The Chancellor recognized that we have upheld the constitutionality of the Monetary Control Act of 1980 in the case of McInnis v. Cooper Communities, Inc., 271 Ark. 503, 611 S.W.2d 767 (1981) but he held the loan did not come under the act because he believed it applied only to loans which originated after the effective date of the act, April 1, 1980, and not to existing loans which were merely renewed after April 1. Since he found the loan was not exempted, he held it to be usurious and void. He added that if he were wrong on the usury question, he found the bank had not given proper notice to the Lindseys of their right to rescind the transaction under the Truth-in-Lending Act. On appeal, we disagree that the note was usurious or that the bank failed to give sufficient notice to the Lindseys and we reverse.

I.

The pertinent part of the Monetary Control Act, Section 501 reads:

The provisions of the constitution or the laws of any state expressly limiting the rate or amount of interest ... shall not apply to any loan, mortgage, credit sale, or advance which is (A) secured by a first lien on residential real property ... (B) made after March 31, 1980.

The Lindseys argue that theirs was not a new loan, but simply a consolidation and renewal of old loans and, therefore, not covered by the act. We find convincing authority to the contrary.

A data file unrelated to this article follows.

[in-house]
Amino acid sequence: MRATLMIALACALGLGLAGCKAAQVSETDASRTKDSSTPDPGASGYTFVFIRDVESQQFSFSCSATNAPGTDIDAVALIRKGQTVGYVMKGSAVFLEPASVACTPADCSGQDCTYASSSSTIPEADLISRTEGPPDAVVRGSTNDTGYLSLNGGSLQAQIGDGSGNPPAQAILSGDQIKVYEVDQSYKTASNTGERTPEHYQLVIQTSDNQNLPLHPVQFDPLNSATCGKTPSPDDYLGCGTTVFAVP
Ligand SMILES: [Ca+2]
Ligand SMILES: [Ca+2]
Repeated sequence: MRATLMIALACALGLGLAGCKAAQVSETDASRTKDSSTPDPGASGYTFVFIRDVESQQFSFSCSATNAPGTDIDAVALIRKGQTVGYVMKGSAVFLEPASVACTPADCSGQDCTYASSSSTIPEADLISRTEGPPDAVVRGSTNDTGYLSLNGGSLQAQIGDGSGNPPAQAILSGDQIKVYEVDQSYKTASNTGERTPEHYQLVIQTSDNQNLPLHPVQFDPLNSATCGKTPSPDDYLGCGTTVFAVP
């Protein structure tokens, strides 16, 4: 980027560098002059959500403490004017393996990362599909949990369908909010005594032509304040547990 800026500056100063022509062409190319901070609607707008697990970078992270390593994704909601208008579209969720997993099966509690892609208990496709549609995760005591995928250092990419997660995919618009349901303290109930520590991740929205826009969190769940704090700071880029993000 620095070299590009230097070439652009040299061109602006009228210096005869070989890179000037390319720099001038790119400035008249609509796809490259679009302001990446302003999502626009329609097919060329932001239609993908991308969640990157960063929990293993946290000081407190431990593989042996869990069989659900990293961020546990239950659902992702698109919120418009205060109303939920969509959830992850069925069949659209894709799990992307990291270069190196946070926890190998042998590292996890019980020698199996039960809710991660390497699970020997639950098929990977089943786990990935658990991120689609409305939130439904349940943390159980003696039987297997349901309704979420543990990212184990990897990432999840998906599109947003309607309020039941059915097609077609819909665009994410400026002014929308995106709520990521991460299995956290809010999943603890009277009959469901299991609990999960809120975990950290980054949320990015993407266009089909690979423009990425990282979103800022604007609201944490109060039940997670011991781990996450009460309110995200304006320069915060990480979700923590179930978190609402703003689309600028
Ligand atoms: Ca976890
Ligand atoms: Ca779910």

Pursuant to Section 501(f) of the act, the Federal Home Loan Bank Board is authorized to "issue rules and regulations and to publish interpretations governing the implementation of this section." The deference that must be given such administrative rulings is stated in Ford Motor Credit Co. v. Milhollin,444 U.S. 555, 100 S. Ct. 790, 63 L. Ed. 2d 22 (1980). In reversing a Court of Appeals ruling that had rejected a Federal Reserve Board's interpretation of a Truth-in-Lending provision, the Supreme Court held that, "Unless demonstrably irrational, Federal Reserve Board Staff opinions construing the Act or Regulation should be dispositive..." Milhollin at 567, 100 S. Ct. at 797.

The Federal Home Loan Bank Board has issued interpretations of the type of transaction involved in this case, and it is clear from those interpretations that on the facts of this case, the loan by the bank would qualify for exemption under the Monetary Control Act. A staff opinion interpreting the same provision of Public Law 95-161 (the temporary predecessor to Public Law 96-221) dealt with the effect of this section on renewals of short term mortgage notes which became due during the statutory preemption period. The Board stated:

In our view, a lender would not be permitted to raise the interest rate if it is already obligated to refinance the note after maturity ... etc. If however, the lender making such a short-term loan would not have an absolute obligation to *922 renew or refinance a note falling due during the statutory preemption period the renewal would be the making of a new loan for the purposes of Pub.L. 161. In these circumstances, a lender would be authorized to charge interest at a rate in excess of that specified by state law. 45 FR 15921, March 12, 1980.